Otaku USA Magazine
Watching Martian Successor Nadesico feels like a breath of fresh air

There are times you’ll hear people refuse to touch certain shows because of how dated they look. But sometimes, that isn’t really all that bad. In fact, when you get older, those dated shows become something precious and dear to your heart like an old photo of your fandom.

For instance when I think of the 90s, I think of stuff like Slayers, Tekkaman Blade, Rurouni Kenshin—the shows I watched growing up when I was just an otaku pup. I’m sure some of you valiant readers out there have your own shows that remind you of a time in your life. That’s why even after all these years, I still love Martian Successor Nadesico. Yes, it’s dated and loaded with 90s clichés right down to the Rei Ayanami ripoff mascot and harem. But watching it now feels like a breath of fresh air.


In 2196, mankind has terraformed Mars and everything seems fantastic! That is until the Jovian Lizards appear—a race of insectoid robots possessing dimensional jump technology. Humanity is outgunned and outmatched, being driven off of the planet. Years later, Nergal Heavy Industries launches a plan to take back Mars with a private battleship independent of Earth’s mightiest military forces. The catch? The crew is staffed with the last people you’d expect for the recruitment list: voice actors, mecha anime otaku, secretaries, and a captain who might as well be the second coming of Irresponsible Captain Tylor.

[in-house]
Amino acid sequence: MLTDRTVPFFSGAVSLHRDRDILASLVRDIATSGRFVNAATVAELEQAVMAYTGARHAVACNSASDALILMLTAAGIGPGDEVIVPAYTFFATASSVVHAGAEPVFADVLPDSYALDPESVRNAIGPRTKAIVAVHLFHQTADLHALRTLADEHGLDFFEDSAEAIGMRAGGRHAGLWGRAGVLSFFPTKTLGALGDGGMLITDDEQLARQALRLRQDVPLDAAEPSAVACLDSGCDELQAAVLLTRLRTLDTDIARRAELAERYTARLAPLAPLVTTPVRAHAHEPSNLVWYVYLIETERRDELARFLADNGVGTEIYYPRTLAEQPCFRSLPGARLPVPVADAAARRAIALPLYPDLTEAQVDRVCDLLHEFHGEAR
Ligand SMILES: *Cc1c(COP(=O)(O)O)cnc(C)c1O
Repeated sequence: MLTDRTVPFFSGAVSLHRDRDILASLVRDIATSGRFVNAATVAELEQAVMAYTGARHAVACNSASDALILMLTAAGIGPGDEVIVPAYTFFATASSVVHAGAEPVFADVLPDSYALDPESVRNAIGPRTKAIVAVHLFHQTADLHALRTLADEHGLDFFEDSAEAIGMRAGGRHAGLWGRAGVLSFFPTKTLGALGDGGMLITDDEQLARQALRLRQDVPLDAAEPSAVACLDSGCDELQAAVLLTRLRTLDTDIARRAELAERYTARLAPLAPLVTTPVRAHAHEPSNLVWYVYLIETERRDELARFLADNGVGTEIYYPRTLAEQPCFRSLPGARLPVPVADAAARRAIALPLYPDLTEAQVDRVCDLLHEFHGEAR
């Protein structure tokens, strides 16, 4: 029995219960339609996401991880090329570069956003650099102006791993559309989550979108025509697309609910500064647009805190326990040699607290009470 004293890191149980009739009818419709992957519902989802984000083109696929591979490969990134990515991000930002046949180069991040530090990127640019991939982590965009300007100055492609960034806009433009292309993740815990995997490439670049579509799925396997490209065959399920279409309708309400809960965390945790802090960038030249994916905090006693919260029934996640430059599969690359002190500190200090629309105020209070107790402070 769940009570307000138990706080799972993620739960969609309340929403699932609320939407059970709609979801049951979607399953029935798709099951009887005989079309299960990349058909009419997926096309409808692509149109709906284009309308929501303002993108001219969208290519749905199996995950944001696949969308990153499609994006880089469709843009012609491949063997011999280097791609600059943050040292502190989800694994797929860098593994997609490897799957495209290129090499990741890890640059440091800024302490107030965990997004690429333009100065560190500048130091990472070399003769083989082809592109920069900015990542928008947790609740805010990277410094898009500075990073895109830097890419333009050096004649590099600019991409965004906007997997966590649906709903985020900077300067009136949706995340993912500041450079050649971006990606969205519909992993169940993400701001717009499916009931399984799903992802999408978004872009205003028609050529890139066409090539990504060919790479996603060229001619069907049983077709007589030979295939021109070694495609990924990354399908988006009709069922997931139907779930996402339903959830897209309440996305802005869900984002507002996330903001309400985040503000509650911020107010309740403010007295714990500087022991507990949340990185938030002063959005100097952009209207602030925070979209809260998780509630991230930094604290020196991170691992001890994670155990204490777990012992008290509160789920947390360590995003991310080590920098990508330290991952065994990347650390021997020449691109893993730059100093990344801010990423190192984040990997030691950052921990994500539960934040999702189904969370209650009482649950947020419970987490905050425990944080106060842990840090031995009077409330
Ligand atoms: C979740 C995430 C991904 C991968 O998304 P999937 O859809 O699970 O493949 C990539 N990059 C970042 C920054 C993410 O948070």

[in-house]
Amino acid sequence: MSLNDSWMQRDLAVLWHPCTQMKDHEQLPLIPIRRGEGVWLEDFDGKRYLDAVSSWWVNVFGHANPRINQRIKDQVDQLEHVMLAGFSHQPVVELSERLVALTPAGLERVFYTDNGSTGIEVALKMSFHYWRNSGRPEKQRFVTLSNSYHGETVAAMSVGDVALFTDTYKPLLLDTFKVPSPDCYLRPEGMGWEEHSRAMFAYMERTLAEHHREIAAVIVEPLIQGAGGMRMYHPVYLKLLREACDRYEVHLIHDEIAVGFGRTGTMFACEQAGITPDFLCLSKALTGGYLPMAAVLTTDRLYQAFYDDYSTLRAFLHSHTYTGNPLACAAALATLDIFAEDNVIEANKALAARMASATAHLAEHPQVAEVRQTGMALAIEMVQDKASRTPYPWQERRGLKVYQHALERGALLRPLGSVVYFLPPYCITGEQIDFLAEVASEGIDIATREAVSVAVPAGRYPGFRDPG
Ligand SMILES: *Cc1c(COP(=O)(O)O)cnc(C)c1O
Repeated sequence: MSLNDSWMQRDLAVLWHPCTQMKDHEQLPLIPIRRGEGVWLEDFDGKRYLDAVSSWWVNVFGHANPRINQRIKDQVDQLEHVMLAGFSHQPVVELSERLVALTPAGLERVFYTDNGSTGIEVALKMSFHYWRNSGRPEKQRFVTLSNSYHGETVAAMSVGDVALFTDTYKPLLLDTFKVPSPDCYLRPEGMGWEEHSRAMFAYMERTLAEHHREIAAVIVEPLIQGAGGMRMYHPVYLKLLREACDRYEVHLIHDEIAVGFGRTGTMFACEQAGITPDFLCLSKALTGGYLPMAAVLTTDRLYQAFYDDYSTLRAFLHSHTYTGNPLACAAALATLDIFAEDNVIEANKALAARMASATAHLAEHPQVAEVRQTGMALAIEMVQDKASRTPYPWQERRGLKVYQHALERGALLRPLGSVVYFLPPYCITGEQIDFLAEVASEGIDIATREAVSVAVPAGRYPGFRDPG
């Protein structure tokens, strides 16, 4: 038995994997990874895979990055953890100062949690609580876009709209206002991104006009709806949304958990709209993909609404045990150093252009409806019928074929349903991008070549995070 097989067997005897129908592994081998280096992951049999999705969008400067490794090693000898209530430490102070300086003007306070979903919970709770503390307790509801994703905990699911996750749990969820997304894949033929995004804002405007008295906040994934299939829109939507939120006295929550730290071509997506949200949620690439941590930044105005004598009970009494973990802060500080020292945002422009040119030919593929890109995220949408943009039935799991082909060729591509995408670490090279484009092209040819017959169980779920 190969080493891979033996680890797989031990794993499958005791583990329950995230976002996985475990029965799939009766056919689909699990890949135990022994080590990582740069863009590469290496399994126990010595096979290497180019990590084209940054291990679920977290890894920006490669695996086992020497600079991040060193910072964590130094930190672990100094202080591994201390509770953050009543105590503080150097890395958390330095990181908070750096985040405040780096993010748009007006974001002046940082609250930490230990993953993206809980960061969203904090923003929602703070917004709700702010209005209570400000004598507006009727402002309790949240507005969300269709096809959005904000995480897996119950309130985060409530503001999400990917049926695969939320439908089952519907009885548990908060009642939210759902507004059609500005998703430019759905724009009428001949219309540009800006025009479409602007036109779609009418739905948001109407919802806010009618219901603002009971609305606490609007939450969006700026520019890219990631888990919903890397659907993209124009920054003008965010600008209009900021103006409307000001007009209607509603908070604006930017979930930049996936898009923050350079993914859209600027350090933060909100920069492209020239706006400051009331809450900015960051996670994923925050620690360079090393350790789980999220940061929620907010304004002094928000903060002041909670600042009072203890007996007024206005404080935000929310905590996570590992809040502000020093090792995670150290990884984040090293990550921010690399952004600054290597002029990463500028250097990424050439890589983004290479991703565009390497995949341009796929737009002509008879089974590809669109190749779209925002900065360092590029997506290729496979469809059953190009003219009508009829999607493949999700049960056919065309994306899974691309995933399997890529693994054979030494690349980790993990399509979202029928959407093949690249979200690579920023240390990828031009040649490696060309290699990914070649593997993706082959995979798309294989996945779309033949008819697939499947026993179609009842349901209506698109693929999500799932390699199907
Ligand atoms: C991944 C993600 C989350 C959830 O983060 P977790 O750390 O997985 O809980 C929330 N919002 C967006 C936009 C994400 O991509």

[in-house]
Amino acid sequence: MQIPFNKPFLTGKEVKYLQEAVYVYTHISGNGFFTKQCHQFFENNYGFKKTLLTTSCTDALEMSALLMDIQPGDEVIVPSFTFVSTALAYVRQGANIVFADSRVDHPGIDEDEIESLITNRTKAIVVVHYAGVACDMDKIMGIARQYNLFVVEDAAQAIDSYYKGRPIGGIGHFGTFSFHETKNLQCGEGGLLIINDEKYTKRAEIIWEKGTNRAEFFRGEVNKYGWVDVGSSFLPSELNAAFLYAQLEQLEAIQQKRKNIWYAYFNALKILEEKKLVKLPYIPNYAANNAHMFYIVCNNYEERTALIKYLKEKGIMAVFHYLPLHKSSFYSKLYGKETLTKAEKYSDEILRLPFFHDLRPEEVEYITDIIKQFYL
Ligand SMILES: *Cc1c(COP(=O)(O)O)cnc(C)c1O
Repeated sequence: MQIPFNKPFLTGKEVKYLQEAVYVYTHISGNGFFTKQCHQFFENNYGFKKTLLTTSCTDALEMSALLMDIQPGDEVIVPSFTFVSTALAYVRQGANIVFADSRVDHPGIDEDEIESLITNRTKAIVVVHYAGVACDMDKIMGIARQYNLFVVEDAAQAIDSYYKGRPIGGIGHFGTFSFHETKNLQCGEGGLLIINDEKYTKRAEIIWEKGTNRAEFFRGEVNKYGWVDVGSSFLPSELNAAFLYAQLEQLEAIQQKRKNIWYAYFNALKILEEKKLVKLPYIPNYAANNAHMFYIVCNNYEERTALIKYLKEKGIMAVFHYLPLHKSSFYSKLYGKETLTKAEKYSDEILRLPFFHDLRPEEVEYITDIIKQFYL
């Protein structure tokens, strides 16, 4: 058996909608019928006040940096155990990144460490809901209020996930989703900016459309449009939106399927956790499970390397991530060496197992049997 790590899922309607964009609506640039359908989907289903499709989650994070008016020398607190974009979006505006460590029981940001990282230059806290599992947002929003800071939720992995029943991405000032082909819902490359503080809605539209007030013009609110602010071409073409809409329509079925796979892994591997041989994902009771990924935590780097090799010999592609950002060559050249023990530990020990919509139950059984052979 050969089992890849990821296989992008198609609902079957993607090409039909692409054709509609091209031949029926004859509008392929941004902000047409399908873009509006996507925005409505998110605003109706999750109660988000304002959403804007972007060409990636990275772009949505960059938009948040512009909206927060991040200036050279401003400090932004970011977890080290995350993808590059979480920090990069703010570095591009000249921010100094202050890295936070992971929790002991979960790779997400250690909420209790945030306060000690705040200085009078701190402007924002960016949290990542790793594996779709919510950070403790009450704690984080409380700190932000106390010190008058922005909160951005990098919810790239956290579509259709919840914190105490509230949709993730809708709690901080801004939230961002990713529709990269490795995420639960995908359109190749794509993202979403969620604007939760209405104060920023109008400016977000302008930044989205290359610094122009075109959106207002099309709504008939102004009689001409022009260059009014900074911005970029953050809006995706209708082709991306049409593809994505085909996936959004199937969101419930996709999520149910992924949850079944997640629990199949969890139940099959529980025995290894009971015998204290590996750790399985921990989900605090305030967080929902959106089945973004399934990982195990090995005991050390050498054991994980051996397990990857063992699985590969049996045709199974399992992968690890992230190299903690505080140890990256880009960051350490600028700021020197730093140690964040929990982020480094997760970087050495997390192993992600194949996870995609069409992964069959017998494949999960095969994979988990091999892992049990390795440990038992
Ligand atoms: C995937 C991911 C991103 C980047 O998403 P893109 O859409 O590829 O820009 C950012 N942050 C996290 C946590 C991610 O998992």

By accident, Yurika, the ship’s captain, runs into Akito, who she soon remembers to be her childhood sweetheart. He manages to find his way onto the ship and unwillingly becomes an Aestivalis robot pilot, joining the ragtag team on their journey to liberate Mars.


Back to what I said about this being refreshing to watch…. Prime example:  Our hero, Akito, has the misfortune of attracting anything remotely female to him. If this happened now (and who am I kidding, it happens every other show these days) you’d be bombarded with “strategic” nudity, innuendo with all the subtlety of a lead pipe, and full fetish representation. It’s kind of strange to be reminded of a time when a show didn’t have to rely on that to keep you interested in the cast.